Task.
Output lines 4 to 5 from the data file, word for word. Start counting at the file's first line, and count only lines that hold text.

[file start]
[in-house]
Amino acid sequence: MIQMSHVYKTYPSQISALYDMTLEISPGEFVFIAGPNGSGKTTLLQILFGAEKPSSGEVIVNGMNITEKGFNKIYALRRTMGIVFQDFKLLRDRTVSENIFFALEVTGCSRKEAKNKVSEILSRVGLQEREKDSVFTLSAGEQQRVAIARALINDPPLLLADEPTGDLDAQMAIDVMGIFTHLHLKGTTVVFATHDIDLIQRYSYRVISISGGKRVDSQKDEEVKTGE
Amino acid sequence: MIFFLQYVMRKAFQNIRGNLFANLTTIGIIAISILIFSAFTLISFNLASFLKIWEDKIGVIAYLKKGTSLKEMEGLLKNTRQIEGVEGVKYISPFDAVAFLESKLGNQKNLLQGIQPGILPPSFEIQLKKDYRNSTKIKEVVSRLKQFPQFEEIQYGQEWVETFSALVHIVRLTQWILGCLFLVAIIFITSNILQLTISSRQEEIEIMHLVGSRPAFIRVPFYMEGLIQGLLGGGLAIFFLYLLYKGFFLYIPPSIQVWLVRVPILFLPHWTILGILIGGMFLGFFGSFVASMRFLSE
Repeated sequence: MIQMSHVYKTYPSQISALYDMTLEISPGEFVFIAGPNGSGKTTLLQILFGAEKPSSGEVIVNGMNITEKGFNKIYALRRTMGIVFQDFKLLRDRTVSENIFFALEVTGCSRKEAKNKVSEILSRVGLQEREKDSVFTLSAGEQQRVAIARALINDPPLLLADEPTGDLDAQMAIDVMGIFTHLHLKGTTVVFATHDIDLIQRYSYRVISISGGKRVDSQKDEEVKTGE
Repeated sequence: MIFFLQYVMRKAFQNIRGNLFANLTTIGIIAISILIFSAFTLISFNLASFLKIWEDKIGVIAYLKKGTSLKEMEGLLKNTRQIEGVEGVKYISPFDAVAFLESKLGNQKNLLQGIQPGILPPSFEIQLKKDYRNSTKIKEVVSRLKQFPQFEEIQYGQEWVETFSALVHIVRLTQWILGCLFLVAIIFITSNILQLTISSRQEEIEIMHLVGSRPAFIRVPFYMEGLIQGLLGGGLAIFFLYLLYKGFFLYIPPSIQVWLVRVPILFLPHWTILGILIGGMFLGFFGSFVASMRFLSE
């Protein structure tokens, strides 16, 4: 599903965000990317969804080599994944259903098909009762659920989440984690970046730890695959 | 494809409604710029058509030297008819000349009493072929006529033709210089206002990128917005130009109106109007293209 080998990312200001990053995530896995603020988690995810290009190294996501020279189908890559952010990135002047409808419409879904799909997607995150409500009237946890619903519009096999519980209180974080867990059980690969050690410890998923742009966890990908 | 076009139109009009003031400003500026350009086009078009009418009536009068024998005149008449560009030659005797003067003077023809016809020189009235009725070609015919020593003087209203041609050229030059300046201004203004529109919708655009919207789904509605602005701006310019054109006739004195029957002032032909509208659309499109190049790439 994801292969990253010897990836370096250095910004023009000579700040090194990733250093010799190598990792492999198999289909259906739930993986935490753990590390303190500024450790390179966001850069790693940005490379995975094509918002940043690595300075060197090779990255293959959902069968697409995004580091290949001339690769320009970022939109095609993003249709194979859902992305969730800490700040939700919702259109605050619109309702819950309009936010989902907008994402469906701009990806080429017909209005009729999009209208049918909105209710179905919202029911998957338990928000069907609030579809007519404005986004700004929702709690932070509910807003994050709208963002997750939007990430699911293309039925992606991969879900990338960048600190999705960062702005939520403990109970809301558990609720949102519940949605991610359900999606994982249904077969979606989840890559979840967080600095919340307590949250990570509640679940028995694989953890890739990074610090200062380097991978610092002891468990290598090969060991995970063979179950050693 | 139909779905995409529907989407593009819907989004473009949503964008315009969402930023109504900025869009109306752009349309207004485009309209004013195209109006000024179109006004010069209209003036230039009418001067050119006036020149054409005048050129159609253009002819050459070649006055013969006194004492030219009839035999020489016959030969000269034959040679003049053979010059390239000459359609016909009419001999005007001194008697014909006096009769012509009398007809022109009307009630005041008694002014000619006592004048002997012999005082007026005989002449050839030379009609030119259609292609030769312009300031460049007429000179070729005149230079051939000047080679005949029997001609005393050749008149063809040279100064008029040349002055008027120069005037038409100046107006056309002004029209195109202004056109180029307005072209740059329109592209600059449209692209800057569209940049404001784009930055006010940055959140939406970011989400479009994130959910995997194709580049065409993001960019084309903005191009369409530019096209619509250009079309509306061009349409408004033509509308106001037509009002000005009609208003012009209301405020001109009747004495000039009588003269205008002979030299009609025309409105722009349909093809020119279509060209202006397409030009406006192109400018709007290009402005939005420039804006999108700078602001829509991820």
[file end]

Repeated sequence: MIQMSHVYKTYPSQISALYDMTLEISPGEFVFIAGPNGSGKTTLLQILFGAEKPSSGEVIVNGMNITEKGFNKIYALRRTMGIVFQDFKLLRDRTVSENIFFALEVTGCSRKEAKNKVSEILSRVGLQEREKDSVFTLSAGEQQRVAIARALINDPPLLLADEPTGDLDAQMAIDVMGIFTHLHLKGTTVVFATHDIDLIQRYSYRVISISGGKRVDSQKDEEVKTGE
Repeated sequence: MIFFLQYVMRKAFQNIRGNLFANLTTIGIIAISILIFSAFTLISFNLASFLKIWEDKIGVIAYLKKGTSLKEMEGLLKNTRQIEGVEGVKYISPFDAVAFLESKLGNQKNLLQGIQPGILPPSFEIQLKKDYRNSTKIKEVVSRLKQFPQFEEIQYGQEWVETFSALVHIVRLTQWILGCLFLVAIIFITSNILQLTISSRQEEIEIMHLVGSRPAFIRVPFYMEGLIQGLLGGGLAIFFLYLLYKGFFLYIPPSIQVWLVRVPILFLPHWTILGILIGGMFLGFFGSFVASMRFLSE